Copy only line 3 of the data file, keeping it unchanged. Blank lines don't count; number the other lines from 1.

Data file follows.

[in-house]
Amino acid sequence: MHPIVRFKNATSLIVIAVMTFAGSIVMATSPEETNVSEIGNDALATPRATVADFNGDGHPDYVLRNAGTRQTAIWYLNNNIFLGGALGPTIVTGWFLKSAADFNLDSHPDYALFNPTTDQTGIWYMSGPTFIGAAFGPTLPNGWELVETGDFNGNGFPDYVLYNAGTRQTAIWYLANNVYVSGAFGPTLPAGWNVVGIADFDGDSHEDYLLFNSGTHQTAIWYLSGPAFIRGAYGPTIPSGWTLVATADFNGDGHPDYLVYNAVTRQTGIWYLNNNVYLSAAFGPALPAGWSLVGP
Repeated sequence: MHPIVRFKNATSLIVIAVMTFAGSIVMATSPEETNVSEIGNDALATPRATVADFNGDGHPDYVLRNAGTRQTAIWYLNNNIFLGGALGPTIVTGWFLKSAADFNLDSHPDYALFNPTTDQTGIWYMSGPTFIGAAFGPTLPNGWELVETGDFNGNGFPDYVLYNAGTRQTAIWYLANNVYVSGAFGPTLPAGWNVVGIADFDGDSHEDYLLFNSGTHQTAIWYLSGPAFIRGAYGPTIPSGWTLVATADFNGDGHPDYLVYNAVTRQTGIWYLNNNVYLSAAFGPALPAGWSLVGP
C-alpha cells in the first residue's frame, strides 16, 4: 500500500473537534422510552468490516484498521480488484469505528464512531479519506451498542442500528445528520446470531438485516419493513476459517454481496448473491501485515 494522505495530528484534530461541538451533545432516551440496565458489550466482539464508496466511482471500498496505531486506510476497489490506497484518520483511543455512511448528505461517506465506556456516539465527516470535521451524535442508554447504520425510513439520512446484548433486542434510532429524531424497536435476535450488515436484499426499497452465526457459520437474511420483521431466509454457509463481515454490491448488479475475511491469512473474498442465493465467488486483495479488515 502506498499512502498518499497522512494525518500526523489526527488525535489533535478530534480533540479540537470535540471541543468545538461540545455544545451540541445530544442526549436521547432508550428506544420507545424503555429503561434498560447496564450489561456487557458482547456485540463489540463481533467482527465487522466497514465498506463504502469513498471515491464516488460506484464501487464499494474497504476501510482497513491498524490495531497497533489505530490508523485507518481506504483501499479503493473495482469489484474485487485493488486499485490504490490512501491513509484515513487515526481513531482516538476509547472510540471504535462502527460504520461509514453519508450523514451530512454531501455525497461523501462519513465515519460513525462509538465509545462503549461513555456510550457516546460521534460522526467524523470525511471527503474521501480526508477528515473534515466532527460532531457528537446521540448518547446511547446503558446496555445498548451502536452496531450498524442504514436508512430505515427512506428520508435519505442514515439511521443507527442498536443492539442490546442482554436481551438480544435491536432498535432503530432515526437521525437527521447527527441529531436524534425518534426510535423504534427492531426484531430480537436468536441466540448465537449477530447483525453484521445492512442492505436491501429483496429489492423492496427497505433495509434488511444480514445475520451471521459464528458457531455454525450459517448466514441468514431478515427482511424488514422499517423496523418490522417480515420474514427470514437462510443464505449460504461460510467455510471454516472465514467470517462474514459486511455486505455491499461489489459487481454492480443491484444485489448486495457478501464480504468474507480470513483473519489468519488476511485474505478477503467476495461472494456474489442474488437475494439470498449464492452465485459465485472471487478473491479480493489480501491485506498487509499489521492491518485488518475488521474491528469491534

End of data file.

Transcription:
Repeated sequence: MHPIVRFKNATSLIVIAVMTFAGSIVMATSPEETNVSEIGNDALATPRATVADFNGDGHPDYVLRNAGTRQTAIWYLNNNIFLGGALGPTIVTGWFLKSAADFNLDSHPDYALFNPTTDQTGIWYMSGPTFIGAAFGPTLPNGWELVETGDFNGNGFPDYVLYNAGTRQTAIWYLANNVYVSGAFGPTLPAGWNVVGIADFDGDSHEDYLLFNSGTHQTAIWYLSGPAFIRGAYGPTIPSGWTLVATADFNGDGHPDYLVYNAVTRQTGIWYLNNNVYLSAAFGPALPAGWSLVGP